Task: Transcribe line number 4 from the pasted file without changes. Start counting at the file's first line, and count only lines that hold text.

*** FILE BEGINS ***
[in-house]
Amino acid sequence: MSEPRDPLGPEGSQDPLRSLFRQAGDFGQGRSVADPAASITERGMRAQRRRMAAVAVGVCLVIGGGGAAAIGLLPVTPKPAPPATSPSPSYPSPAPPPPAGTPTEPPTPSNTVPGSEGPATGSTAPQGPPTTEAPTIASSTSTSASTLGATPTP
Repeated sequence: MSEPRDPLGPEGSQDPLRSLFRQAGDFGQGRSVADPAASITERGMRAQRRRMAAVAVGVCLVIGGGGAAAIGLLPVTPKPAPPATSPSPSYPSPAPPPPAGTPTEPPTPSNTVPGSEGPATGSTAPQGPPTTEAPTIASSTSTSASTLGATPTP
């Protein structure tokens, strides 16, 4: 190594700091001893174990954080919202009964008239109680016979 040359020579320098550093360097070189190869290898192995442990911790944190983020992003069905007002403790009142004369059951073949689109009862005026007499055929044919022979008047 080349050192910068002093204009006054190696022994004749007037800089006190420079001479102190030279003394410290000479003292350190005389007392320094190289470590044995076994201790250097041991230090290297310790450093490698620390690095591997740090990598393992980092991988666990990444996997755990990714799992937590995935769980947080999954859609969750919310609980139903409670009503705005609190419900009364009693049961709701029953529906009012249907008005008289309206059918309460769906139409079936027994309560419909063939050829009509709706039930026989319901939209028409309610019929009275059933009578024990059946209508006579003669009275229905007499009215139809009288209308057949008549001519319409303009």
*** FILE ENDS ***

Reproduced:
């Protein structure tokens, strides 16, 4: 190594700091001893174990954080919202009964008239109680016979 040359020579320098550093360097070189190869290898192995442990911790944190983020992003069905007002403790009142004369059951073949689109009862005026007499055929044919022979008047 080349050192910068002093204009006054190696022994004749007037800089006190420079001479102190030279003394410290000479003292350190005389007392320094190289470590044995076994201790250097041991230090290297310790450093490698620390690095591997740090990598393992980092991988666990990444996997755990990714799992937590995935769980947080999954859609969750919310609980139903409670009503705005609190419900009364009693049961709701029953529906009012249907008005008289309206059918309460769906139409079936027994309560419909063939050829009509709706039930026989319901939209028409309610019929009275059933009578024990059946209508006579003669009275229905007499009215139809009288209308057949008549001519319409303009």